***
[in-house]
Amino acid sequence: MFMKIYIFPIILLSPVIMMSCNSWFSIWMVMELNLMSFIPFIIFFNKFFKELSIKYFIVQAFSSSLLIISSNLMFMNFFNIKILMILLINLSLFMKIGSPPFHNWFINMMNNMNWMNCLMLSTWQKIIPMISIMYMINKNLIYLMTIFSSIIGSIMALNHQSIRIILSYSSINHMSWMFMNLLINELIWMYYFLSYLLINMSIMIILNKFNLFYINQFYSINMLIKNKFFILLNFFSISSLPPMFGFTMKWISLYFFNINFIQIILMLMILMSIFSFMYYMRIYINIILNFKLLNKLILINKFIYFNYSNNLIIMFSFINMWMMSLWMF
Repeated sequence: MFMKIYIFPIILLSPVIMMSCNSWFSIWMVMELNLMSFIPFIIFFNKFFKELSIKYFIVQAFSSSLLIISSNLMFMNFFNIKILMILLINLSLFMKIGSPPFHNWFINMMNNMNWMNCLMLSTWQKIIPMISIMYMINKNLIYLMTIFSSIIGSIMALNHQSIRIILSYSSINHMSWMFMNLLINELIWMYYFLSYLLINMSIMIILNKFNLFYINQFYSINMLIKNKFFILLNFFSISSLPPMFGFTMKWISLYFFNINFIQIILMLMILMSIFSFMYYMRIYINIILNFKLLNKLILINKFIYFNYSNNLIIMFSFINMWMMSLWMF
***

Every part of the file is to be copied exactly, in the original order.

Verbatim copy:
[in-house]
Amino acid sequence: MFMKIYIFPIILLSPVIMMSCNSWFSIWMVMELNLMSFIPFIIFFNKFFKELSIKYFIVQAFSSSLLIISSNLMFMNFFNIKILMILLINLSLFMKIGSPPFHNWFINMMNNMNWMNCLMLSTWQKIIPMISIMYMINKNLIYLMTIFSSIIGSIMALNHQSIRIILSYSSINHMSWMFMNLLINELIWMYYFLSYLLINMSIMIILNKFNLFYINQFYSINMLIKNKFFILLNFFSISSLPPMFGFTMKWISLYFFNINFIQIILMLMILMSIFSFMYYMRIYINIILNFKLLNKLILINKFIYFNYSNNLIIMFSFINMWMMSLWMF
Repeated sequence: MFMKIYIFPIILLSPVIMMSCNSWFSIWMVMELNLMSFIPFIIFFNKFFKELSIKYFIVQAFSSSLLIISSNLMFMNFFNIKILMILLINLSLFMKIGSPPFHNWFINMMNNMNWMNCLMLSTWQKIIPMISIMYMINKNLIYLMTIFSSIIGSIMALNHQSIRIILSYSSINHMSWMFMNLLINELIWMYYFLSYLLINMSIMIILNKFNLFYINQFYSINMLIKNKFFILLNFFSISSLPPMFGFTMKWISLYFFNINFIQIILMLMILMSIFSFMYYMRIYINIILNFKLLNKLILINKFIYFNYSNNLIIMFSFINMWMMSLWMF